At oral argument defendant’s counsel argued there is a hole in the chain of title “big enough to drive a truck through.” Counsel alleged there was no documentation or support indicating the note was assigned by Fremont Investment. This was the same argument counsel made on the papers.
transferred pursuant to the U.S. Bank assignment. Nevertheless, plaintiff has provided no documentation or support for its position it is the trustee for J.P. Morgan, and therefore has not established its right to sue on behalf of JP Morgan. Defendant’s counsel further asserted plaintiff did not have standing as there was no proof the named plaintiff ever took possession of the note. Plaintiff’s counsel countered the original note was forwarded to him upon a request for the location of the note but was inadvertently returned by counsel to plaintiff. It is though surprising the reply did not set forth, competently, plaintiff possessed the note on filing of the complaint.20 Plaintiff has failed to establish standing as its relationship as trustee to JP Morgan was not set forth; there are material issues of facts regarding whether plaintiff had or has physical possession of the note; and there is no indication the note was lost. As such, summary judgment for plaintiff is denied and the cross-motion for summary judgment is granted. Although both motions may have been decided on the basis of lack of standing alone, for purposes of completeness, the court also shall analyze whether the evidence presented in support of plaintiff’s motion was admissible and thereafter whether plaintiff has set forth a prima facie case in foreclosure. B. Admissibility of evidence Defendant’s counsel correctly asserted no competent witness has produced admissible evidence. Yoder does not claim to be a person with personal knowledge. R. 1:6-6. Furthermore, the exhibits attached to the Yoder Cert. do not fall within the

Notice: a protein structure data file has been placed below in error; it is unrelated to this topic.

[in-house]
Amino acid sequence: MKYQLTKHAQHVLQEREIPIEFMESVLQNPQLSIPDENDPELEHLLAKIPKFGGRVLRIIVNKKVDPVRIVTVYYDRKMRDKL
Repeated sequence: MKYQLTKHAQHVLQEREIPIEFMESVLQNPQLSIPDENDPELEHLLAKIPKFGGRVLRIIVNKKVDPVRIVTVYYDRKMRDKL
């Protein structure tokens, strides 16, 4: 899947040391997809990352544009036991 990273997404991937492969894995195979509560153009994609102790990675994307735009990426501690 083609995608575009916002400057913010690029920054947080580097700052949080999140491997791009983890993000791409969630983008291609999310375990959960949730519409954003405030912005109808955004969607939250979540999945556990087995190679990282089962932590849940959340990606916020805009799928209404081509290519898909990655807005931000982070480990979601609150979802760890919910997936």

Plaintiff’s counsel noted the execution and recordation of the assignment was merely a formalization of the transfer of the note and mortgage which had already occurred. However, this provides no support for the assertion physical transfer of the note occurred.
business records exception as Yoder does not claim be a person with actual knowledge or to have produced the exhibits by obtaining information from such a person. N.J.R.E. 803(c)(6). Therefore, the information found within the exhibits submitted on plaintiff’s behalf is inadmissible hearsay and the court may not consider it. This is particularly perplexing as this issue was squarely put forth in defendant’s opposition and crossmotion, was not addressed in plaintiff’s reply, and follows shortly after the publication of Ford, supra. As plaintiff has failed to prove its case through admissible evidence by a competent witness, plaintiff’s motion for summary judgment is denied. Lastly, the court proceeded to analyze whether plaintiff has set forth a prima facie case in foreclosure. C. Material issues in foreclosure proceeding While plaintiff’s counsel conceded the circumstances surrounding the alleged default were “unfortunate,” he asserted it “did not create the fire to the premises nor . . . change the zoning of the subject property.” Plaintiff’s counsel set forth defendant failed to make payments pursuant to the executed note, and the mortgage was executed and recorded. However, as issues of fact remain concerning the fact-sensitive allegations of (1) unclean hands and (2) breach of the duty of good faith and fair dealing, and, (3) as restoration was not “feasible,” why the proceeds were not applied to the sums secured, plaintiff’s motion for summary judgment is further denied.21 Had defendant’s crossmotion for summary judgment been brought solely upon the allegations of unclean hands and breach of the duty of good-faith and fair dealing, the court would have denied the